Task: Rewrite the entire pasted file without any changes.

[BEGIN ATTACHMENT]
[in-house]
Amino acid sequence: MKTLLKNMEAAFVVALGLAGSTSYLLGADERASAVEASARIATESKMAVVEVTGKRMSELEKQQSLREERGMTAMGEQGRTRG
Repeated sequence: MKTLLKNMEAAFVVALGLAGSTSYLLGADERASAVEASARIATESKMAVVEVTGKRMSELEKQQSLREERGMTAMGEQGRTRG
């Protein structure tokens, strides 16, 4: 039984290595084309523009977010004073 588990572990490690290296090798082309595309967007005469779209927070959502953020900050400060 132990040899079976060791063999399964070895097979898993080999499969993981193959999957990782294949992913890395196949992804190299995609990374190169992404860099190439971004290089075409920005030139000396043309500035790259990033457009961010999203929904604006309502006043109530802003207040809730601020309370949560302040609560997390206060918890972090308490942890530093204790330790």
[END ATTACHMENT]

[in-house]
Amino acid sequence: MKTLLKNMEAAFVVALGLAGSTSYLLGADERASAVEASARIATESKMAVVEVTGKRMSELEKQQSLREERGMTAMGEQGRTRG
Repeated sequence: MKTLLKNMEAAFVVALGLAGSTSYLLGADERASAVEASARIATESKMAVVEVTGKRMSELEKQQSLREERGMTAMGEQGRTRG
């Protein structure tokens, strides 16, 4: 039984290595084309523009977010004073 588990572990490690290296090798082309595309967007005469779209927070959502953020900050400060 132990040899079976060791063999399964070895097979898993080999499969993981193959999957990782294949992913890395196949992804190299995609990374190169992404860099190439971004290089075409920005030139000396043309500035790259990033457009961010999203929904604006309502006043109530802003207040809730601020309370949560302040609560997390206060918890972090308490942890530093204790330790």